Racing : The Hard Part

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Racing : The Hard Part

Story and photos by Tom McCarthy

Many people are pondering the crash of the Alwine Racing, Top Fuel bike, piloted by Korry Hogan on Sunday, November 13th, 2016. They wonder what happened, why, how do we prevent it from happening again. Such are all noble, well-meaning, thoughts. There are bigger matters to consider here that don’t necessarily meet the eye nor come from the realm of conventional thinking.


The cold water awakening that comes with the crash of Korry Hogan and the destruction of the Alwine Top Fuel drag bike known as ATF-1, is the harsh reality that Top Fuel motorcycle drag racing is very dangerous, very expensive in many ways, and at times harsh in the extreme. That’s what make this an extreme sport folks. And in case you missed the memo, Top Fuel motorcycle drag racing is the most extreme sport in motorcycle racing, in my opinion, for whatever that opinion is worth.

Fans and racers alike need to realize that until you’ve been in this sport long enough to see someone race down 1320’ of race track and not come back, you have not had a 360 degree view of drag racing. I’m not celebrating, debating or condoning this, but the harsh reality is, this horrendous event is part of motorcycle drag racing, the hard part.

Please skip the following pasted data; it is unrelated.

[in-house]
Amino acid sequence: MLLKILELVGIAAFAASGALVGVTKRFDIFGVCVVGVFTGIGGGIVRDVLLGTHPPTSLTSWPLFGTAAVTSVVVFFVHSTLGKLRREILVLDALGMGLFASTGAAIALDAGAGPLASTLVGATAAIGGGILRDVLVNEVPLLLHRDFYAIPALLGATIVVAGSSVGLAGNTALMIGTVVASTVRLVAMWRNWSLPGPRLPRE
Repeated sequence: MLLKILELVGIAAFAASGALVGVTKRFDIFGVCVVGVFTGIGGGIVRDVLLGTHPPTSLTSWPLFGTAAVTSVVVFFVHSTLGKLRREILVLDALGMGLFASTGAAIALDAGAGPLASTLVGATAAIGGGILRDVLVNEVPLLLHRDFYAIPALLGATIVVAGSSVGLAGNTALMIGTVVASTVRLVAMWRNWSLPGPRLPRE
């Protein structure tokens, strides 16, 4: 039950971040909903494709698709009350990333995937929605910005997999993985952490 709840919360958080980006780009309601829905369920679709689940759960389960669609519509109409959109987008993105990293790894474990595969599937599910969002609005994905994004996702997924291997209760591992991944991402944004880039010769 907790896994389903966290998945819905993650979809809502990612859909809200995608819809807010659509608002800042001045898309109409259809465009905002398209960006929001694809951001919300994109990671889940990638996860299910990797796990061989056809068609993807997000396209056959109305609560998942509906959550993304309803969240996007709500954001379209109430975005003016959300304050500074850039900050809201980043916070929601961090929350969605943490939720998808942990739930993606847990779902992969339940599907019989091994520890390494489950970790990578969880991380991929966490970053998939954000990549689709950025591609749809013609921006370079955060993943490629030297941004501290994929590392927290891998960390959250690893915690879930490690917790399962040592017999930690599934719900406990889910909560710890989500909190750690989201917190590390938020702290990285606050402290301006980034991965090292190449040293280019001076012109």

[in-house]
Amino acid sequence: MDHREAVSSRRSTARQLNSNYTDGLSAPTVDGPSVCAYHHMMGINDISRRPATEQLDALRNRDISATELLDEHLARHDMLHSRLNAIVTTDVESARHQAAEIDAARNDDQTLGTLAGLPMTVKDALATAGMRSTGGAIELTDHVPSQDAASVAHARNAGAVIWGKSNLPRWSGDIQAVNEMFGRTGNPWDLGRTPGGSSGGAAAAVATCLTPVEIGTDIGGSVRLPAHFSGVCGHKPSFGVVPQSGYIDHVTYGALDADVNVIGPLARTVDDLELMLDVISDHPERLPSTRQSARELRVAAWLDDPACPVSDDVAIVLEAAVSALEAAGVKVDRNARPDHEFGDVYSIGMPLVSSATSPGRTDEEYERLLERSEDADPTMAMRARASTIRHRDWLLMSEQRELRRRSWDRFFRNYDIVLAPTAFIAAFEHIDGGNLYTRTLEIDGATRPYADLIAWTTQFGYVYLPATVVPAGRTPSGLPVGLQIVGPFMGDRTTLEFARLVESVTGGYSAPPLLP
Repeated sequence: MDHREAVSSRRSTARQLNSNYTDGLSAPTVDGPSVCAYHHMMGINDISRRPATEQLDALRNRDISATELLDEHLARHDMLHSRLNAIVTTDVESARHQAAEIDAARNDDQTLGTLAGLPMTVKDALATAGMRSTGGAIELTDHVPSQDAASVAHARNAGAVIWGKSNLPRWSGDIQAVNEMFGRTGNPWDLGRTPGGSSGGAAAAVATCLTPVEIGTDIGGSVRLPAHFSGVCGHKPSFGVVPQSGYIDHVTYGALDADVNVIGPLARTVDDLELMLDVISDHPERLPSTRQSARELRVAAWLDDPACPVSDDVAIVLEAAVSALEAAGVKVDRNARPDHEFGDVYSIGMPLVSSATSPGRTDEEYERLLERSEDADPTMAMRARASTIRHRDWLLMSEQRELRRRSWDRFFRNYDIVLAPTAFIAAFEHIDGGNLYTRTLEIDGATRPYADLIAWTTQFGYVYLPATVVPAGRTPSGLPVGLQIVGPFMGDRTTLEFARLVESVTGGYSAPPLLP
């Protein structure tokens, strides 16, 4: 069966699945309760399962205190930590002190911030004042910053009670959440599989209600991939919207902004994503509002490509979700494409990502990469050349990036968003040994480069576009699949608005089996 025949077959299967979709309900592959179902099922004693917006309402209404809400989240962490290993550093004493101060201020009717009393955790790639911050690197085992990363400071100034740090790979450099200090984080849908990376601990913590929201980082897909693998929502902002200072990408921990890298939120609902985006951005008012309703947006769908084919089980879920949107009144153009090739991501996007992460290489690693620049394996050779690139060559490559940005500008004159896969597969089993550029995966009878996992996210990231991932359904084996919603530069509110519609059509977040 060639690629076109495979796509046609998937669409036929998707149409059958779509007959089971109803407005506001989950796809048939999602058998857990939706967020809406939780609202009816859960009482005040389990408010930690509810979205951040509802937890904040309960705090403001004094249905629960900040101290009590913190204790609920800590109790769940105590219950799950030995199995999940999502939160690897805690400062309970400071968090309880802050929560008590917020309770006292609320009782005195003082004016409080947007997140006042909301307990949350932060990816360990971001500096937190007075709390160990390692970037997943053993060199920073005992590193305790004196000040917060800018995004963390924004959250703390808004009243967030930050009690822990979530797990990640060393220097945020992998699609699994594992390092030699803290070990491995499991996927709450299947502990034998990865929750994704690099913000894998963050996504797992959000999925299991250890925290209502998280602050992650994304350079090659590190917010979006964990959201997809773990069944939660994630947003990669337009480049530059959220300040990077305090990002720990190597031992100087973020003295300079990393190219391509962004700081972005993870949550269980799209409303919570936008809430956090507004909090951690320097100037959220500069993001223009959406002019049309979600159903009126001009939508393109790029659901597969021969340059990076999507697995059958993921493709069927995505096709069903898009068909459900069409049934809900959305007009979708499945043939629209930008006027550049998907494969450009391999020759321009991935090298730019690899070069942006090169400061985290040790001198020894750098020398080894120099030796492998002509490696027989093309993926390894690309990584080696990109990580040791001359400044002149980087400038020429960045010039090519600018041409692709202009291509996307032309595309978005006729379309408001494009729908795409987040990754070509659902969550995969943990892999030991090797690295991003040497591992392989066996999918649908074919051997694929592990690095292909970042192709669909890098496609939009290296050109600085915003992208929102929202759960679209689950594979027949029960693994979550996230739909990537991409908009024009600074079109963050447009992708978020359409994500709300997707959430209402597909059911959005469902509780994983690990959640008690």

Top Fuel drag cars and Funny Cars blow up, catch fire and become metal carnage with relative frequency in NHRA top level drag racing as a fact of life. Top Fuel Harleys have been scattering motors across drag strips since Eisenhower was in the White House, back when motorcycle drag racing first started – no surprise here. So what’s different about the Hogan/Alwine situation? It’s about matters of the heart.


Korry has been off a Top Fuel drag bike three times at over 200 MPH and he’s still alive because God loves him and it’s just not his time. Not yet. Korry is wise enough to realize you can’t keep knocking on death’s door and not expect the Reaper to answer sooner or later. Korry is the fastest man in the world on two wheels with a valid 255 MPH pass to his credit and a beautiful little daughter to guide through life. He’s smart enough to know which is more important. No racing trophy or award will ever be as beautiful as Korry’s daughter London, one day wearing her Senior Prom dress. Smart man that Korry Hogan.